Moving in the Mundane

Moving house has been described as one of the most stressful experiences in life. We can attest to that. Personally. Over the past few months we have put our apartment on the market, sold the place within the span of two weeks, completed the sales transaction, moved all our belongings to our uncle's warehouse, moved to our temporary home hosted by our aunts', and finally moved in to our new place. And this is only a partial move; we have not yet installed all the lights, and all our belongings have yet to arrive (we have had a total of four separate moving trips so far)!
Getting ready for renovations after weeks of waiting for the defects checks to be completed.
Our intention was to move in before Christmas, so that we could celebrate and enjoy a fresh start in a new home. But that was not to be, due to extensive defects checking and rectification; and this was not even considering the renovation schedule. And so we chose to move in just before the New Year - but that was before all the lights had arrived; and also before the gas had been switched on - which not only meant that we did not have the capacity to cook hot food, but also that we had to bathe in cold water for more than a week!
Lights! Camera! Action! Our busy workmen getting the place ready for us.
Colour me beautiful! We had fun choosing colours for the different rooms in the house.

First night in our new home.
Moving house itself has been a strain on us physically and emotionally - this has meant us spending many late nights packing things and now unpacking them. And because I still need to get my day-to-day affairs going - such as my ongoing teaching and workshop responsibilities, I have had to focus more on my work, leaving my wife to deal almost exclusively with moving matters.
This has been a difficult period for us; but it has not been without its precious moments. For instance it has been wonderful to experience the strong support of our family and friends, who have been there for us in the packing and in the unpacking. We were indeed blessed when they showed up at our house with a hot meal and a helping hand. We are also extremely grateful to our uncle, who has helped to store most of our items at his warehouse, as well as to our aunts, who housed us at their home for almost two months. Through it all we have witnessed the love of God, demonstrated in the mundane, everyday help that our family and friends have extended to us. 
The lovely group of friends who surprised my wife with a hot meal and helping hands.
When we first disclosed that we were moving house, a number of people assumed that it was a relocation overseas. And while that prospect has always interested us, we decided not to do so mostly as we wanted to remain close to our family and friends. Instead, we chose to move to an area further away from the hustle and bustle of the city and nearer to nature. For us, this decision made sense to us given that we are homeschooling our children, and that we did not have to consider any travel time to their “school”. Moreover, the fluid nature of my work meant that I would be free to move anywhere in the island without having to worry too much about travel distances.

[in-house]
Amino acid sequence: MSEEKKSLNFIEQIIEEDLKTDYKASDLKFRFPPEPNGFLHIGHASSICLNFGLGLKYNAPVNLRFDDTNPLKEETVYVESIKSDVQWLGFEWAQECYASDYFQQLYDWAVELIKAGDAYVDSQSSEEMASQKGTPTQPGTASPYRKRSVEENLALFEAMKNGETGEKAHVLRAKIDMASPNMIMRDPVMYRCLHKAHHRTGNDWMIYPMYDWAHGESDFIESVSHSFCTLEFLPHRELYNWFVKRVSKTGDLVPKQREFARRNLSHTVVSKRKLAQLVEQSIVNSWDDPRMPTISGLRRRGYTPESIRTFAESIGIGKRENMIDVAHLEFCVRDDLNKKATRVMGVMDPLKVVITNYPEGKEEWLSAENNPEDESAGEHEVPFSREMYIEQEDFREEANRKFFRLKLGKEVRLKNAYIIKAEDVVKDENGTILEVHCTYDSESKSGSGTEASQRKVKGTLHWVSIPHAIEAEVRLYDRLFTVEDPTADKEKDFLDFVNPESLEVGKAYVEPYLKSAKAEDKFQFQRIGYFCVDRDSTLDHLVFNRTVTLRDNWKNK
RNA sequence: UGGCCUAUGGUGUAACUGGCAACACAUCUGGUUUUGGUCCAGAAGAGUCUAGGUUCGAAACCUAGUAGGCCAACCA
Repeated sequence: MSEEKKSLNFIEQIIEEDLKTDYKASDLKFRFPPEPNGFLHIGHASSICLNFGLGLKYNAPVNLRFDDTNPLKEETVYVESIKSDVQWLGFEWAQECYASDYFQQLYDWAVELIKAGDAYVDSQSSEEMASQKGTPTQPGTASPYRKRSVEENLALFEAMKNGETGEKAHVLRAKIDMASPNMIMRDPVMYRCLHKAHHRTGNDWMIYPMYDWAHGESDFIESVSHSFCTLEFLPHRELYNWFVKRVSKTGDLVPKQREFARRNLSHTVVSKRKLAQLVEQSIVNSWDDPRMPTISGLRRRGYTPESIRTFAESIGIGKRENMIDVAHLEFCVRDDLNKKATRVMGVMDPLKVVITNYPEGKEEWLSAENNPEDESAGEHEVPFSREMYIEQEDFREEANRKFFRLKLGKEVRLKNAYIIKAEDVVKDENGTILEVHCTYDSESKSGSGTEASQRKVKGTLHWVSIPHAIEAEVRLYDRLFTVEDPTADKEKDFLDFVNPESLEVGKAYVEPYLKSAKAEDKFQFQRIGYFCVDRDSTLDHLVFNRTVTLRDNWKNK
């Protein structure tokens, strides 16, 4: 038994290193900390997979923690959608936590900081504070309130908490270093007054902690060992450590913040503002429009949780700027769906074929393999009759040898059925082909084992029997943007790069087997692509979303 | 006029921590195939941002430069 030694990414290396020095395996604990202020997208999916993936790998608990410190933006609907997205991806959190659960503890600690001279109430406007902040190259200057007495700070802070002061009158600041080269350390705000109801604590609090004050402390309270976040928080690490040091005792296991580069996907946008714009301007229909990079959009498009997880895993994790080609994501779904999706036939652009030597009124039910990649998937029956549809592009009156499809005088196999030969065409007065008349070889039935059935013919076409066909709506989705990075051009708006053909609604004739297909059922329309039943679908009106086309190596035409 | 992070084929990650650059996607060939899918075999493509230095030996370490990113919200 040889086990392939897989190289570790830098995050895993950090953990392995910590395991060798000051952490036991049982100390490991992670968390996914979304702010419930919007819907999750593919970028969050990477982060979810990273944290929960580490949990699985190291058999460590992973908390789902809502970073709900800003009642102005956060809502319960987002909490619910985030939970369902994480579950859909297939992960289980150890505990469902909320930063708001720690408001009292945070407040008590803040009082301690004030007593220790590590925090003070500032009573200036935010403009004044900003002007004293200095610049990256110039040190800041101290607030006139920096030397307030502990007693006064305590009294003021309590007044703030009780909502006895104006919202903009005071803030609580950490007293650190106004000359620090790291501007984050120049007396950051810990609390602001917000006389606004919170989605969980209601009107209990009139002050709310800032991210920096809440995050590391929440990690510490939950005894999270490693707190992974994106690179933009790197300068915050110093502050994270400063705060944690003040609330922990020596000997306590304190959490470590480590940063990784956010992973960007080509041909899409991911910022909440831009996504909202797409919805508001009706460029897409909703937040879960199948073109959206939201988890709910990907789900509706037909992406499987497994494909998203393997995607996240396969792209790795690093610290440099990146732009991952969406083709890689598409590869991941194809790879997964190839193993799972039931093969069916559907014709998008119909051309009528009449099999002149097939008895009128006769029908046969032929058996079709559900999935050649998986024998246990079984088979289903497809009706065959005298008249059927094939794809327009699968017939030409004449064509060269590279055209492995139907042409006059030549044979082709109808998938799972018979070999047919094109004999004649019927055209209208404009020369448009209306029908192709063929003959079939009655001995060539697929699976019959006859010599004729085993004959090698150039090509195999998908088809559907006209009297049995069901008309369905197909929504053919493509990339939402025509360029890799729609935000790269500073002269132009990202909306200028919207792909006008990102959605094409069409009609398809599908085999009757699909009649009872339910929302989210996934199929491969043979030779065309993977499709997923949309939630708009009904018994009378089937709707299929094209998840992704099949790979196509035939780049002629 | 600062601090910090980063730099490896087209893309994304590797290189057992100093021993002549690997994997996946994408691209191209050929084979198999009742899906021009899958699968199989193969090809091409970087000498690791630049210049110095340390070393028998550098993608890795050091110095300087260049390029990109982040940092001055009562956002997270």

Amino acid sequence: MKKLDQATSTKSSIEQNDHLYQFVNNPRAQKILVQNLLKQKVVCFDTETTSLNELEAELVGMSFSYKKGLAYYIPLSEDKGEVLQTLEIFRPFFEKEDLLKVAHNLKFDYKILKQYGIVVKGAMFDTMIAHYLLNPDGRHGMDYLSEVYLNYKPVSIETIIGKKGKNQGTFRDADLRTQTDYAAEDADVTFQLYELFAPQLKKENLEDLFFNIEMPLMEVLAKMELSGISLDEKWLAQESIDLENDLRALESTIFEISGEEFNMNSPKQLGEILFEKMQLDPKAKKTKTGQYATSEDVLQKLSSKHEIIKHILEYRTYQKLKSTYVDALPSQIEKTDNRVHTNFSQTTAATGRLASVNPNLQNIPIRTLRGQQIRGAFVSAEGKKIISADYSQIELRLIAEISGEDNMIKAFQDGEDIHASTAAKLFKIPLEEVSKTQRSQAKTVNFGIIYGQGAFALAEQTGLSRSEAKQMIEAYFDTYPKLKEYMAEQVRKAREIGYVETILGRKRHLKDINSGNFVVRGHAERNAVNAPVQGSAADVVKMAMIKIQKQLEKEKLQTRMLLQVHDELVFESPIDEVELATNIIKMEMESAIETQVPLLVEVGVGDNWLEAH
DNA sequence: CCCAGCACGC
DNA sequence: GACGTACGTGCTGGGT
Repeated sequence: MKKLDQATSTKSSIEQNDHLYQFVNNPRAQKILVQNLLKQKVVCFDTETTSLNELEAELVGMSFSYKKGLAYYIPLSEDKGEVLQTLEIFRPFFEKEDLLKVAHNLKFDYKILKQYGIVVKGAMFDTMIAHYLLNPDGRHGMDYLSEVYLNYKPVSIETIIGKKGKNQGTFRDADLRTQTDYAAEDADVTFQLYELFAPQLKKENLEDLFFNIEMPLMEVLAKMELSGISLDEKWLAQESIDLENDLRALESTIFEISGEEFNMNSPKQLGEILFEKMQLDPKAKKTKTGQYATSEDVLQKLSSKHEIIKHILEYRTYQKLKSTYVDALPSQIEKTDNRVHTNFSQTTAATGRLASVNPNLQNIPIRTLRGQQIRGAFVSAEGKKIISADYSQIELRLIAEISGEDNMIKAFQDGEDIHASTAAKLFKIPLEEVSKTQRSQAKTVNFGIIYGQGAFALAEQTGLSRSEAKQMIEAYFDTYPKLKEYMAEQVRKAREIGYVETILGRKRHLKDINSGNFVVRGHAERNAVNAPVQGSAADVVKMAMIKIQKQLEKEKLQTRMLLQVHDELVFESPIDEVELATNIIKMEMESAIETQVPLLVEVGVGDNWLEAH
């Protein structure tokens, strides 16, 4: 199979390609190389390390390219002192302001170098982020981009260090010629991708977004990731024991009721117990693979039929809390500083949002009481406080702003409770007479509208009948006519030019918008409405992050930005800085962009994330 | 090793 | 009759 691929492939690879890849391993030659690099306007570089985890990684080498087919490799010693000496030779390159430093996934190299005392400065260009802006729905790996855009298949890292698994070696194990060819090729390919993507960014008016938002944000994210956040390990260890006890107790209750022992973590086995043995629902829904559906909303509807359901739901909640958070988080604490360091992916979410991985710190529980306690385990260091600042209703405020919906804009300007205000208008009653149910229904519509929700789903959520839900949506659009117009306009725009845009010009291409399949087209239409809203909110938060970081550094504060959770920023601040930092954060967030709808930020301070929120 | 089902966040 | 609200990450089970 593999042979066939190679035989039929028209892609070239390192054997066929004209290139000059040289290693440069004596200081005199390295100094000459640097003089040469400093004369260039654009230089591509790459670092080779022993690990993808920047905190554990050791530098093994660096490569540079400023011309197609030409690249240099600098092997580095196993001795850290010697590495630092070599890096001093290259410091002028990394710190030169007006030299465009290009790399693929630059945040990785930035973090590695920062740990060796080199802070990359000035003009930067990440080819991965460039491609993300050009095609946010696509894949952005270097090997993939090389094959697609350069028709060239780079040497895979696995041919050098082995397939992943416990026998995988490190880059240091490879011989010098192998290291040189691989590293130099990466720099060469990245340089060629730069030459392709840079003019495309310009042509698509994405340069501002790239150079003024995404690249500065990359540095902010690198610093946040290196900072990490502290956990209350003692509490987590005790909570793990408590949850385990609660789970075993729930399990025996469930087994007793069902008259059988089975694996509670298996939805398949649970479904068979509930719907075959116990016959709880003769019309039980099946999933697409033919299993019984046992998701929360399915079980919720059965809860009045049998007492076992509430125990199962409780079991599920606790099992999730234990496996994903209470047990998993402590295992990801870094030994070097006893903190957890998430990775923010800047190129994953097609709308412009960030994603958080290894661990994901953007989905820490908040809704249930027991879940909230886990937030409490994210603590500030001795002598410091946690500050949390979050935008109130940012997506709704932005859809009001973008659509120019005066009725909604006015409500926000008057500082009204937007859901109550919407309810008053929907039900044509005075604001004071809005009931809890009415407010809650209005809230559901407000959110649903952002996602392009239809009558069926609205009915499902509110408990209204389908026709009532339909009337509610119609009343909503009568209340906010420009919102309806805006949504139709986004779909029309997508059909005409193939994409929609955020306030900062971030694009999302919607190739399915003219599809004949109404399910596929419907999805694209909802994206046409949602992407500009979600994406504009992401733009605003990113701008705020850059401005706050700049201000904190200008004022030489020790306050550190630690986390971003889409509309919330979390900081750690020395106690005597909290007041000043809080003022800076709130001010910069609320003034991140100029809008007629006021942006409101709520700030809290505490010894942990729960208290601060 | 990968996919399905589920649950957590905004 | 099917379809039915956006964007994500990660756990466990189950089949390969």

For the kids, it has been a period of transition, and the initial weeks were not easy for them. They kept asking to stay at their grandparents’ homes, given their familiarity with these two locations. This was also a time when they were having nightmares rather frequently, and we know this was partly due to fears and concerns related to the transition. The kids eventually got so used to staying at our aunts’ that they still asked to return there for the first few days after our arrival in our new house (perhaps in part when they were asked to bathe in cold water). We know also that they had grown fond of spending time with our aunts, and that they enjoyed “bothering” them each morning and each evening in their rooms. Yet I am thankful that kids in general are resilient, and that if change is managed appropriately, that they will be able to adapt in a healthy manner. I believe our kids are now fairly settled in our new home, even as they wander around and get used to the new locations around us.
Goodbyes are difficult. One last walk around our old neighbourhood.
The boys have lived there all their lives.
Our little carpenter hard at work.
Hard at work. We hope that a new house would mean new routines for the kids!
We are enjoying our new home. I am taking time to explore the new neighbourhood, and it is interesting to discover new locales for food, groceries and other daily necessities. Our family especially enjoys the close proximity to the beach, spending our evenings enjoying the fresh sea breezes and the calming waves, which create a somewhat hypnotic experience as you stand at the sand and gaze peacefully into the horizon. The kids of course enjoy drawing in the sand, creating their artistic masterpieces and laughing wildly to the hearts’ content. 

“We are creating memories,” remarked Sue yesterday as we took a spontaneous evening walk. “Yes we are,” I replied, knowing that our kids will enjoy many more days examining the angsana fruit, and looking for hermit crabs, among many other simple pleasures.

For it is in the mundane that we experience great beauty and joy; for it is in the mundane that we experience the fullness of God’s grace.

1 comment:

  1. I agree, moving from one place to another is really a hectic job, especially with kids.


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